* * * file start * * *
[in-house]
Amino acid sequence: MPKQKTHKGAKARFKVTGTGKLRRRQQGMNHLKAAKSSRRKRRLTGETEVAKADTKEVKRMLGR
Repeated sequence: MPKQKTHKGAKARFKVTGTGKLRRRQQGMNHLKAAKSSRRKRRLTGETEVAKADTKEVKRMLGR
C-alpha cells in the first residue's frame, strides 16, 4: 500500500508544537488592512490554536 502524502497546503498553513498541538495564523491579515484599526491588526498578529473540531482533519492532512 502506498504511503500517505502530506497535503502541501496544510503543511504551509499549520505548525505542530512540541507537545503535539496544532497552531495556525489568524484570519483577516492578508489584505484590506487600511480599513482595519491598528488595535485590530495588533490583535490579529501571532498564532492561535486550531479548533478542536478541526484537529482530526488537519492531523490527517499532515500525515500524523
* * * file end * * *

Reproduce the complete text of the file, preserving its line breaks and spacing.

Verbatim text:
[in-house]
Amino acid sequence: MPKQKTHKGAKARFKVTGTGKLRRRQQGMNHLKAAKSSRRKRRLTGETEVAKADTKEVKRMLGR
Repeated sequence: MPKQKTHKGAKARFKVTGTGKLRRRQQGMNHLKAAKSSRRKRRLTGETEVAKADTKEVKRMLGR
C-alpha cells in the first residue's frame, strides 16, 4: 500500500508544537488592512490554536 502524502497546503498553513498541538495564523491579515484599526491588526498578529473540531482533519492532512 502506498504511503500517505502530506497535503502541501496544510503543511504551509499549520505548525505542530512540541507537545503535539496544532497552531495556525489568524484570519483577516492578508489584505484590506487600511480599513482595519491598528488595535485590530495588533490583535490579529501571532498564532492561535486550531479548533478542536478541526484537529482530526488537519492531523490527517499532515500525515500524523